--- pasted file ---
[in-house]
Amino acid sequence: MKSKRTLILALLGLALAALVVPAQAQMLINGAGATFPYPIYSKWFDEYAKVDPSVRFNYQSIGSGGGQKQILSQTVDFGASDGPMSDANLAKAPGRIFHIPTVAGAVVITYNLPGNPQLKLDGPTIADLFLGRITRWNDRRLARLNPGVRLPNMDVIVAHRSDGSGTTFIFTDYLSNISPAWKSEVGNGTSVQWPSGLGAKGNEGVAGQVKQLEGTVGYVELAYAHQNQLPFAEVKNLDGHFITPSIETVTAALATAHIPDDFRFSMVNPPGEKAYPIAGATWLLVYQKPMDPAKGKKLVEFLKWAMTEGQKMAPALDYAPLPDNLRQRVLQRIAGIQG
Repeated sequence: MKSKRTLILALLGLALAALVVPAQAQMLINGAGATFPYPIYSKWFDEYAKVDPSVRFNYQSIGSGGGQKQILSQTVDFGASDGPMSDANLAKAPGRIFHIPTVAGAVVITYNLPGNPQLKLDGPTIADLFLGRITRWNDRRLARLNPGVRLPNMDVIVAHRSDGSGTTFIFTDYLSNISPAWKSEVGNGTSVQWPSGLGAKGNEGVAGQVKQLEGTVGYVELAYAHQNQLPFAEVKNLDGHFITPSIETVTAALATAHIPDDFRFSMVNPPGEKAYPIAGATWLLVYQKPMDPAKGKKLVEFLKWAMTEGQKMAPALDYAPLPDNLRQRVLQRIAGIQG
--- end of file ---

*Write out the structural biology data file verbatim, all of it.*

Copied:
[in-house]
Amino acid sequence: MKSKRTLILALLGLALAALVVPAQAQMLINGAGATFPYPIYSKWFDEYAKVDPSVRFNYQSIGSGGGQKQILSQTVDFGASDGPMSDANLAKAPGRIFHIPTVAGAVVITYNLPGNPQLKLDGPTIADLFLGRITRWNDRRLARLNPGVRLPNMDVIVAHRSDGSGTTFIFTDYLSNISPAWKSEVGNGTSVQWPSGLGAKGNEGVAGQVKQLEGTVGYVELAYAHQNQLPFAEVKNLDGHFITPSIETVTAALATAHIPDDFRFSMVNPPGEKAYPIAGATWLLVYQKPMDPAKGKKLVEFLKWAMTEGQKMAPALDYAPLPDNLRQRVLQRIAGIQG
Repeated sequence: MKSKRTLILALLGLALAALVVPAQAQMLINGAGATFPYPIYSKWFDEYAKVDPSVRFNYQSIGSGGGQKQILSQTVDFGASDGPMSDANLAKAPGRIFHIPTVAGAVVITYNLPGNPQLKLDGPTIADLFLGRITRWNDRRLARLNPGVRLPNMDVIVAHRSDGSGTTFIFTDYLSNISPAWKSEVGNGTSVQWPSGLGAKGNEGVAGQVKQLEGTVGYVELAYAHQNQLPFAEVKNLDGHFITPSIETVTAALATAHIPDDFRFSMVNPPGEKAYPIAGATWLLVYQKPMDPAKGKKLVEFLKWAMTEGQKMAPALDYAPLPDNLRQRVLQRIAGIQG